Lost in Space Netflix review: Danger, Will Robinson (and fans of rational plots)

Enlarge / No, this Lost in Space moment between Will Robinson and his new robot friend isn't followed by a joyous devouring of Reese's Pieces. (credit: Netflix)

My patience with Netflix's new Lost in Space reboot ran out at roughly halfway through its first season. The new series' action, dialogue, and plot had ranged from serviceable to truly solid up to that point, and I found myself largely surprised by this family-friendly take on sci-fi survival television.

But the custodians of this new Lost in Space, whose first ten episodes are now live on Netflix, aim too high. Gone is the obvious wink-to-camera cheese that made the original '60s show such an embedded piece of the American TV zeitgeist. In its place, we have a serious family drama wrapped up in a hyperspace landing on a distant galaxy. The reboot's best moments—and it definitely has some good ones—are about its heartfelt characters. The same can be said for the worst ones.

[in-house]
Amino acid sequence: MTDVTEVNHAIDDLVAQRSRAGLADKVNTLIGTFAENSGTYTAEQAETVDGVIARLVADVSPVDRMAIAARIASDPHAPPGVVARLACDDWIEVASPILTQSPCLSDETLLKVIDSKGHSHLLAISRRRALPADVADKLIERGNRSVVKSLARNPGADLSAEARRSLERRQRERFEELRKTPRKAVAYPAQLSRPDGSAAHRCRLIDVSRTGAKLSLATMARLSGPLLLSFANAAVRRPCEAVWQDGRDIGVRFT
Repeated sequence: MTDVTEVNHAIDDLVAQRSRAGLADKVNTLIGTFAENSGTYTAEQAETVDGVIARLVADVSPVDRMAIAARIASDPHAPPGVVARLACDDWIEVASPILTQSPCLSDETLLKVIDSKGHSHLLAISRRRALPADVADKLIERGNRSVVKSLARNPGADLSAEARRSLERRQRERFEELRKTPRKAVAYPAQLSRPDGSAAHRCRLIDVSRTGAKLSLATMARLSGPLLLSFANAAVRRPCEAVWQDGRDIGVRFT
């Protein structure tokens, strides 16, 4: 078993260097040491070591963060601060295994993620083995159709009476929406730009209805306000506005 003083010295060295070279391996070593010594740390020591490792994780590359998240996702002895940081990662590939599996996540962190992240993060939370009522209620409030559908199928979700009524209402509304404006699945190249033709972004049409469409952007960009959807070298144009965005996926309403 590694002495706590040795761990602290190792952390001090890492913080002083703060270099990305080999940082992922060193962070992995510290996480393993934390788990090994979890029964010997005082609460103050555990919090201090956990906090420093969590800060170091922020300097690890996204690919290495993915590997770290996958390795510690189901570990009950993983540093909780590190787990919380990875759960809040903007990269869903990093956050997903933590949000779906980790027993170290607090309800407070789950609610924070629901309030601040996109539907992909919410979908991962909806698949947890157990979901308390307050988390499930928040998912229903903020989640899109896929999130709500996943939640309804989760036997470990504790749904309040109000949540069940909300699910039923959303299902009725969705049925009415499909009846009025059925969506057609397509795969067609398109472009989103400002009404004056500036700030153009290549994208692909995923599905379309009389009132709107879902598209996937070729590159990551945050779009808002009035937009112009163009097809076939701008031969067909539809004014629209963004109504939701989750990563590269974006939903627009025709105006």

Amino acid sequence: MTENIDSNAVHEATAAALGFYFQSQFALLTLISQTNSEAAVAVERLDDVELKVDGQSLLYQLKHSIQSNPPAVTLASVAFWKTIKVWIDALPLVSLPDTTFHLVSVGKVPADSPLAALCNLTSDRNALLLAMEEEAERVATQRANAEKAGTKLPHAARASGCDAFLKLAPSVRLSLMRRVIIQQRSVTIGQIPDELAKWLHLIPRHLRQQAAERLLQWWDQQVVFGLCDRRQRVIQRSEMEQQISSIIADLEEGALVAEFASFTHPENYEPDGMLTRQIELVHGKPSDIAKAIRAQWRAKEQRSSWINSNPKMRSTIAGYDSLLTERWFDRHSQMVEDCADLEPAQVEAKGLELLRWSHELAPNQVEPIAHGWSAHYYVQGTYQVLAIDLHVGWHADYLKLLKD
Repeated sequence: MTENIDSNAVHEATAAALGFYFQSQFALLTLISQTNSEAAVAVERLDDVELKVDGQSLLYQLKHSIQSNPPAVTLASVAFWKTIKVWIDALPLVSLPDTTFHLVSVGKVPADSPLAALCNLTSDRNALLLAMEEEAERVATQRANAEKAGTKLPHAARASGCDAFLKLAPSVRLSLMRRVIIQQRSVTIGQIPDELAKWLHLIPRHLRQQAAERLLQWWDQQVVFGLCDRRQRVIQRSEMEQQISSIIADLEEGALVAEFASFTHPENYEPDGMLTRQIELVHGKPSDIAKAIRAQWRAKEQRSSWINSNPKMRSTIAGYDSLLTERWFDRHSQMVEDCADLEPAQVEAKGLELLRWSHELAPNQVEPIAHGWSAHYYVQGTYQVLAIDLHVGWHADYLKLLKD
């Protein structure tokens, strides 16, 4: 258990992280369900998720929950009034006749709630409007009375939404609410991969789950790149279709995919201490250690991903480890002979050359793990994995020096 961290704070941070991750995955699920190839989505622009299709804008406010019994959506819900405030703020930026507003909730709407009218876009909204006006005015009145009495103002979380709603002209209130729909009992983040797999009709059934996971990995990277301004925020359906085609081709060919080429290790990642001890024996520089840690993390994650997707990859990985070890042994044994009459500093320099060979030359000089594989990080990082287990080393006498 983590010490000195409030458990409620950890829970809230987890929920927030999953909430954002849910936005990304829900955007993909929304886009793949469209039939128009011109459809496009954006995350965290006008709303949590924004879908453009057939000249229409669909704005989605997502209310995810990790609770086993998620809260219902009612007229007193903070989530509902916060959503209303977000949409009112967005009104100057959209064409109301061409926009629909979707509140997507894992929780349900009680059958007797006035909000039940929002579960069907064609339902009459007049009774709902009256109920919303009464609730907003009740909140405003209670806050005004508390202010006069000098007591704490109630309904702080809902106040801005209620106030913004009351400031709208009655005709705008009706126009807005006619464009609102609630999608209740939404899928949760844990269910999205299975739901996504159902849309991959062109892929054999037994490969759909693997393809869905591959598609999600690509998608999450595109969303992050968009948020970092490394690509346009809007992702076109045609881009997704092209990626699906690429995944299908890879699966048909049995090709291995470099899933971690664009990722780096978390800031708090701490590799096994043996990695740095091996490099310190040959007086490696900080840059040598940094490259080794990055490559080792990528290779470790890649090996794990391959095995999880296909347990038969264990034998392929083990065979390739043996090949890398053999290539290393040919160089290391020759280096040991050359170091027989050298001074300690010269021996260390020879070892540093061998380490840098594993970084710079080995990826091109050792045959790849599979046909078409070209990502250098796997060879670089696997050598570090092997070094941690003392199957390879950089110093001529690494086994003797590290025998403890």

As a result, a single wave of logic- and rationale-breaking moments take down far too much of Lost in Space's foundation. If that sounds like a dealbreaker to you, then the rest of the show's solid sci-fi world-building, Lost-like character building, and particularly good teen acting may also fail to keep you engaged beyond that same half-season point.

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